Wednesday, November 5, 2008

On being a cog in a wheel of democracy

Monday evening I stopped by the election office to volunteer as a poll worker for Tuesday afternoon, and today I was privileged to help over 500 people cast their ballots. The work was mundane, and repetitive, and uplifting, and I couldn’t stop smiling while I was doing it.

I was relieved to learn more about how the elections in my town work, how the votes are counted and how the voter rolls work. I checked people off on the voter rolls and handed out ballots, explained how the ballot scanner works and reassured people that their votes were being counted, and helped voters get replacement ballots to fill out when their first ballot was rejected by the scanner due to overvotes or stray marks. Half a dozen times or more, a voter came back to the scanner with their replacement ballot, and every time the replacement ballot was perfect. I saw parents explaining the voting process to their children, and families and friends coming to the polls together, and neighbors catching up, and people returning to the polls to accompany other family members long after they had voted themselves. I saw people who were voting for the first time as an adult, or for the first time as an American citizen, or for the first time for a presidential candidate who inspired them. I saw a woman with portable oxygen, and some people who could barely walk, and some in wheelchairs, and some who could barely see, or hear, or speak. And I played my small part in helping them all vote, and I truly could not stop smiling.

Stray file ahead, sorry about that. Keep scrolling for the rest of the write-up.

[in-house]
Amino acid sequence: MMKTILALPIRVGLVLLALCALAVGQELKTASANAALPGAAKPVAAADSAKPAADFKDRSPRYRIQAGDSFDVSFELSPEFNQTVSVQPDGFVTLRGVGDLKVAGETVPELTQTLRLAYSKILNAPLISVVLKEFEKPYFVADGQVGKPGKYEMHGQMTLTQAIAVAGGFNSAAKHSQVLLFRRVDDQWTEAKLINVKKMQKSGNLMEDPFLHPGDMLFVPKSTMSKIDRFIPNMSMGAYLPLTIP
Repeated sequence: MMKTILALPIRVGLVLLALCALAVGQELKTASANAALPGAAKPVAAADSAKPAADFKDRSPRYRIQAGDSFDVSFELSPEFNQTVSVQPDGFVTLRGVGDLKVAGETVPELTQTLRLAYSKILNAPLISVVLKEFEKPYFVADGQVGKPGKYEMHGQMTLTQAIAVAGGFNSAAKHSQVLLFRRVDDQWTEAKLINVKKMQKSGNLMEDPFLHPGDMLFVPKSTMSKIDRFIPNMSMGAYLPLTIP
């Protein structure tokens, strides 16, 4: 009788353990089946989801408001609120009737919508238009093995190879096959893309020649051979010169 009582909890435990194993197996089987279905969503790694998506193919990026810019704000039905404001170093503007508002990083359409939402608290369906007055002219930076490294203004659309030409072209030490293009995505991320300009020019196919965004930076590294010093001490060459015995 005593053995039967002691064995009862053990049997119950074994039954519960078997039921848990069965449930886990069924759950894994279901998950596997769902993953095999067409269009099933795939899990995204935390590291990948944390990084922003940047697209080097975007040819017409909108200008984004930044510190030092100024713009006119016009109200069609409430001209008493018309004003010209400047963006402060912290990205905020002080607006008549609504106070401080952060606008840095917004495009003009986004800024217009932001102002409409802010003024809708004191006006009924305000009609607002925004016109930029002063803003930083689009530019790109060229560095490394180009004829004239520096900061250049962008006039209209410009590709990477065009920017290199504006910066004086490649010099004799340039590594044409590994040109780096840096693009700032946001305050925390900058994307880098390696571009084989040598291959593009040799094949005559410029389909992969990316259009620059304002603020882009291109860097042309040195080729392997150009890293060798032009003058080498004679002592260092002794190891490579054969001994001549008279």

I was unsure about this choice ahead of time. I had strong feelings about parts of this election, and being a poll worker meant I couldn’t hold a sign or distribute information outside the polling place. I had to put my own opinions aside in favor of helping the voting process run smoothly for all voters. In the end it was easy to do because I believe we need a democracy as much as anything.

1 comment:

Lisa said...

Now that it's safe to joke: